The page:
The DLK signalling pathway--a double-edged sword in neural development and regeneration

EMBO Rep. 2013 Jul;14(7):605-14. doi: 10.1038/embor.2013.64. Epub 2013 May 17.

Abstract

Dual leucine zipper kinase (DLK), a mitogen-activated protein kinase kinase kinase, controls axon growth, apoptosis and neuron degeneration during neural development, as well as neurodegeneration after various insults to the adult nervous system. Interestingly, recent studies have also highlighted a role of DLK in promoting axon regeneration in diverse model systems. Invertebrates and vertebrates, cold- and warm-blooded animals, as well as central and peripheral mammalian nervous systems all differ in their ability to regenerate injured axons. Here, we discuss how DLK-dependent signalling regulates apparently contradictory functions during neural development and regeneration in different species. In addition, we outline strategies to fine-tune DLK function, either alone or together with other approaches, to promote axon regeneration in the adult mammalian central nervous system.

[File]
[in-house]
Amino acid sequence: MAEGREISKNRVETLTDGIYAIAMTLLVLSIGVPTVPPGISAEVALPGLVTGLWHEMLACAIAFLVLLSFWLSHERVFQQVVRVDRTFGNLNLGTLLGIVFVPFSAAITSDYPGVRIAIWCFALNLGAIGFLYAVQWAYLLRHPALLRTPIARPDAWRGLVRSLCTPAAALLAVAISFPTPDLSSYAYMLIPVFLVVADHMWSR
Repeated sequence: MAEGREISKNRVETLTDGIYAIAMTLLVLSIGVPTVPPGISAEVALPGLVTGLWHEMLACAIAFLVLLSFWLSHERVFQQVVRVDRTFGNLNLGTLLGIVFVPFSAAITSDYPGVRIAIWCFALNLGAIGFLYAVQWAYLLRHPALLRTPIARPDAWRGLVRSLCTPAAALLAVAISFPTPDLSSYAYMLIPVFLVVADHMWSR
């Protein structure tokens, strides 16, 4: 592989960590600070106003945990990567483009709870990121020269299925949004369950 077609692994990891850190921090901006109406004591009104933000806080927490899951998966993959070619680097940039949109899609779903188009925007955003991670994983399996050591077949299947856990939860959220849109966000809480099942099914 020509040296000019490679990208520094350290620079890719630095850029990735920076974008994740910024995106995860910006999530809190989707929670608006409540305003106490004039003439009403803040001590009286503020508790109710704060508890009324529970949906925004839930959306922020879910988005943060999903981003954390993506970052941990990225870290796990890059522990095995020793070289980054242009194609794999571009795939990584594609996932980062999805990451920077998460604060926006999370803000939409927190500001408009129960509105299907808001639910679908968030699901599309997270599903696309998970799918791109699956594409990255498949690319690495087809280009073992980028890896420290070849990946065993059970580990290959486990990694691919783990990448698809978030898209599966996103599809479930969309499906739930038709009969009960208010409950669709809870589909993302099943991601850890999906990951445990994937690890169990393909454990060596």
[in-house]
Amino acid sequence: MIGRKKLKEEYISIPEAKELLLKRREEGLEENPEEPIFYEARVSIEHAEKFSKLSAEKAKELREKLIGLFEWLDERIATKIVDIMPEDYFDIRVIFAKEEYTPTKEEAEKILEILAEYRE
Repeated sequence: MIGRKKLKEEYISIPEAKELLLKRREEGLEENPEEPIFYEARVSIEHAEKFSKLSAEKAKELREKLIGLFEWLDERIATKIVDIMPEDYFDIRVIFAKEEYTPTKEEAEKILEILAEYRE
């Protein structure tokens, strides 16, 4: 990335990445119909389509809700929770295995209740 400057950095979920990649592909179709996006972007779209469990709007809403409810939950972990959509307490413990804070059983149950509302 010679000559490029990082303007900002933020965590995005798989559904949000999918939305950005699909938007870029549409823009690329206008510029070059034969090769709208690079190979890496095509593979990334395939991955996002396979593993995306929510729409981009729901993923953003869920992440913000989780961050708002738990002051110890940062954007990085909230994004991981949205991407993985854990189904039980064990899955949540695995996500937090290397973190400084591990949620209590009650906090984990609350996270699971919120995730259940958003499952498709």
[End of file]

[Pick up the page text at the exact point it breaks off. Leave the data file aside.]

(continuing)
Publication types

  • Review

MeSH terms

  • Animals
  • Apoptosis
  • Apoptosis Regulatory Proteins / genetics*
  • Apoptosis Regulatory Proteins / metabolism
  • Axons / metabolism*
  • Axons / pathology
  • Calcium-Calmodulin-Dependent Protein Kinases / genetics*
  • Calcium-Calmodulin-Dependent Protein Kinases / metabolism
  • Central Nervous System / physiology*
  • Death-Associated Protein Kinases
  • Gene Expression Regulation, Developmental
  • Humans
  • Isoenzymes / genetics
  • Isoenzymes / metabolism
  • Mitogen-Activated Protein Kinase Kinases / genetics
  • Mitogen-Activated Protein Kinase Kinases / metabolism
  • Neurodegenerative Diseases / genetics
  • Neurodegenerative Diseases / metabolism
  • Neurodegenerative Diseases / pathology
  • Neurogenesis / physiology*
  • Regeneration / physiology*
  • Signal Transduction / physiology*

Substances

  • Apoptosis Regulatory Proteins
  • Isoenzymes
  • Death-Associated Protein Kinases
  • Calcium-Calmodulin-Dependent Protein Kinases
  • Mitogen-Activated Protein Kinase Kinases